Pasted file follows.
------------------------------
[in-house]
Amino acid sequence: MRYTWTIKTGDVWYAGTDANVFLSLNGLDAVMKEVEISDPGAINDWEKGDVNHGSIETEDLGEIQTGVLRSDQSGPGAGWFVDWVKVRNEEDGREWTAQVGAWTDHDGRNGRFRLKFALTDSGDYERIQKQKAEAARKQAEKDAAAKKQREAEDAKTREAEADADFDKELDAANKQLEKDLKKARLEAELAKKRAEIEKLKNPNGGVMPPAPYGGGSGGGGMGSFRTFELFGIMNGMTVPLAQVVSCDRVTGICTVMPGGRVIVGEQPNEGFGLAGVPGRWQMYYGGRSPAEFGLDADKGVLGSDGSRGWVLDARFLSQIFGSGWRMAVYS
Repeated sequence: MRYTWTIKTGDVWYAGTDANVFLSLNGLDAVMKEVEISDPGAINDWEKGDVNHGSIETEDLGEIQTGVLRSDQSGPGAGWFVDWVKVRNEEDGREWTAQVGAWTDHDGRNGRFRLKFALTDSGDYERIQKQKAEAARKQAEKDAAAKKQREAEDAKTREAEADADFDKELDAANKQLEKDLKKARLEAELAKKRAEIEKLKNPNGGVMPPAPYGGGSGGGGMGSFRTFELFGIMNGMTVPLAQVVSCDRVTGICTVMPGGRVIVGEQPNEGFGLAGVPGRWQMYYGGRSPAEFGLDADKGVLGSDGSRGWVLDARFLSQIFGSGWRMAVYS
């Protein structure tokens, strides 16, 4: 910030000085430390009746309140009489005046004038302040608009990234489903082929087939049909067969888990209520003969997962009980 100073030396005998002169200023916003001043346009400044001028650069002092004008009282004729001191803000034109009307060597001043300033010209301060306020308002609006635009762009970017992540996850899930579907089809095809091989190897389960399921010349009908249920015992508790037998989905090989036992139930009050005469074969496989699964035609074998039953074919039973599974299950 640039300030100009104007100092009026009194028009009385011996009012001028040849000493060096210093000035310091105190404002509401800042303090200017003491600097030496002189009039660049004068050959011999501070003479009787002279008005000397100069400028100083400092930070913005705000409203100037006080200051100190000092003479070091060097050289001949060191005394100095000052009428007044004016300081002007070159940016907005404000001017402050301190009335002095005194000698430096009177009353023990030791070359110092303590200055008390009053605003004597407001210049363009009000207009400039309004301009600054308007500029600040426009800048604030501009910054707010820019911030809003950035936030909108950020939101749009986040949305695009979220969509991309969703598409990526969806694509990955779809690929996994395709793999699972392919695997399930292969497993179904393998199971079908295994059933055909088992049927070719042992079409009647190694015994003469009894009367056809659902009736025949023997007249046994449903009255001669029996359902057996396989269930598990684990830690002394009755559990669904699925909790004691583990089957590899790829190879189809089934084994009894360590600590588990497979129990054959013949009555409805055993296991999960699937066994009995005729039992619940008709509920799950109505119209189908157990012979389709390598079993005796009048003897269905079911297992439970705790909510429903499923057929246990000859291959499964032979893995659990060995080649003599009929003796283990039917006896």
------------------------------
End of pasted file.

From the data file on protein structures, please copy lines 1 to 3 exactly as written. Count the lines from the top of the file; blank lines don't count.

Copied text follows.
[in-house]
Amino acid sequence: MRYTWTIKTGDVWYAGTDANVFLSLNGLDAVMKEVEISDPGAINDWEKGDVNHGSIETEDLGEIQTGVLRSDQSGPGAGWFVDWVKVRNEEDGREWTAQVGAWTDHDGRNGRFRLKFALTDSGDYERIQKQKAEAARKQAEKDAAAKKQREAEDAKTREAEADADFDKELDAANKQLEKDLKKARLEAELAKKRAEIEKLKNPNGGVMPPAPYGGGSGGGGMGSFRTFELFGIMNGMTVPLAQVVSCDRVTGICTVMPGGRVIVGEQPNEGFGLAGVPGRWQMYYGGRSPAEFGLDADKGVLGSDGSRGWVLDARFLSQIFGSGWRMAVYS
Repeated sequence: MRYTWTIKTGDVWYAGTDANVFLSLNGLDAVMKEVEISDPGAINDWEKGDVNHGSIETEDLGEIQTGVLRSDQSGPGAGWFVDWVKVRNEEDGREWTAQVGAWTDHDGRNGRFRLKFALTDSGDYERIQKQKAEAARKQAEKDAAAKKQREAEDAKTREAEADADFDKELDAANKQLEKDLKKARLEAELAKKRAEIEKLKNPNGGVMPPAPYGGGSGGGGMGSFRTFELFGIMNGMTVPLAQVVSCDRVTGICTVMPGGRVIVGEQPNEGFGLAGVPGRWQMYYGGRSPAEFGLDADKGVLGSDGSRGWVLDARFLSQIFGSGWRMAVYS